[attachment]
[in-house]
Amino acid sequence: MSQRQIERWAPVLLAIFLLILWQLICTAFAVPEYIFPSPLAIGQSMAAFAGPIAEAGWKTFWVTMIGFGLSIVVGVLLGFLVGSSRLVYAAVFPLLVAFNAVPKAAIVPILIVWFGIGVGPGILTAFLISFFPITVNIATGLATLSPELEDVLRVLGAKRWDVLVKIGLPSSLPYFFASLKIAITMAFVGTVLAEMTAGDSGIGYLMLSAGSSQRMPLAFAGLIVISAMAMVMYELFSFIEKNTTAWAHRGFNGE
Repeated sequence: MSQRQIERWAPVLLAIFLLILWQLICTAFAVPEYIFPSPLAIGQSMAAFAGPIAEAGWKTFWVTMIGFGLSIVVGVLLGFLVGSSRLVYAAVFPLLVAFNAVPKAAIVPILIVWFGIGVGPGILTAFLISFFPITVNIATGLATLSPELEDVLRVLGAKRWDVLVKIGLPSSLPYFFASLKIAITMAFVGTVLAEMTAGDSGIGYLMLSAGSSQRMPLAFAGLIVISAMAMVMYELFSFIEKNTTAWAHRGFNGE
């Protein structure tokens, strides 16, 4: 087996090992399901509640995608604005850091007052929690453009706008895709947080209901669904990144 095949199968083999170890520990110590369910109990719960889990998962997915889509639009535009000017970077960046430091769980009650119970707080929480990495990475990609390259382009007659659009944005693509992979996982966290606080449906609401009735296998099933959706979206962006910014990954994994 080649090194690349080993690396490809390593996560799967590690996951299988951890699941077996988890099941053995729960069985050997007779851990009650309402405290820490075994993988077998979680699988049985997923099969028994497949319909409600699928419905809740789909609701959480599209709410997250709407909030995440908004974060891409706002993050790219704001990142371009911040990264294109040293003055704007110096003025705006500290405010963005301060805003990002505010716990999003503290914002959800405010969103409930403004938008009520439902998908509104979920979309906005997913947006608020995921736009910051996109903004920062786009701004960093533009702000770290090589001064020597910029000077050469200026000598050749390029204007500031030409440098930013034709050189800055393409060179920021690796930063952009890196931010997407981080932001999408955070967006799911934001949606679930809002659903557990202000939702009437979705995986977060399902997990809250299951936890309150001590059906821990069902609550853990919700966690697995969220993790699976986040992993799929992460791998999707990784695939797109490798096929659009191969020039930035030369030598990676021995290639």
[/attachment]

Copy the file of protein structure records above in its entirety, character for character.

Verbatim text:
[in-house]
Amino acid sequence: MSQRQIERWAPVLLAIFLLILWQLICTAFAVPEYIFPSPLAIGQSMAAFAGPIAEAGWKTFWVTMIGFGLSIVVGVLLGFLVGSSRLVYAAVFPLLVAFNAVPKAAIVPILIVWFGIGVGPGILTAFLISFFPITVNIATGLATLSPELEDVLRVLGAKRWDVLVKIGLPSSLPYFFASLKIAITMAFVGTVLAEMTAGDSGIGYLMLSAGSSQRMPLAFAGLIVISAMAMVMYELFSFIEKNTTAWAHRGFNGE
Repeated sequence: MSQRQIERWAPVLLAIFLLILWQLICTAFAVPEYIFPSPLAIGQSMAAFAGPIAEAGWKTFWVTMIGFGLSIVVGVLLGFLVGSSRLVYAAVFPLLVAFNAVPKAAIVPILIVWFGIGVGPGILTAFLISFFPITVNIATGLATLSPELEDVLRVLGAKRWDVLVKIGLPSSLPYFFASLKIAITMAFVGTVLAEMTAGDSGIGYLMLSAGSSQRMPLAFAGLIVISAMAMVMYELFSFIEKNTTAWAHRGFNGE
């Protein structure tokens, strides 16, 4: 087996090992399901509640995608604005850091007052929690453009706008895709947080209901669904990144 095949199968083999170890520990110590369910109990719960889990998962997915889509639009535009000017970077960046430091769980009650119970707080929480990495990475990609390259382009007659659009944005693509992979996982966290606080449906609401009735296998099933959706979206962006910014990954994994 080649090194690349080993690396490809390593996560799967590690996951299988951890699941077996988890099941053995729960069985050997007779851990009650309402405290820490075994993988077998979680699988049985997923099969028994497949319909409600699928419905809740789909609701959480599209709410997250709407909030995440908004974060891409706002993050790219704001990142371009911040990264294109040293003055704007110096003025705006500290405010963005301060805003990002505010716990999003503290914002959800405010969103409930403004938008009520439902998908509104979920979309906005997913947006608020995921736009910051996109903004920062786009701004960093533009702000770290090589001064020597910029000077050469200026000598050749390029204007500031030409440098930013034709050189800055393409060179920021690796930063952009890196931010997407981080932001999408955070967006799911934001949606679930809002659903557990202000939702009437979705995986977060399902997990809250299951936890309150001590059906821990069902609550853990919700966690697995969220993790699976986040992993799929992460791998999707990784695939797109490798096929659009191969020039930035030369030598990676021995290639």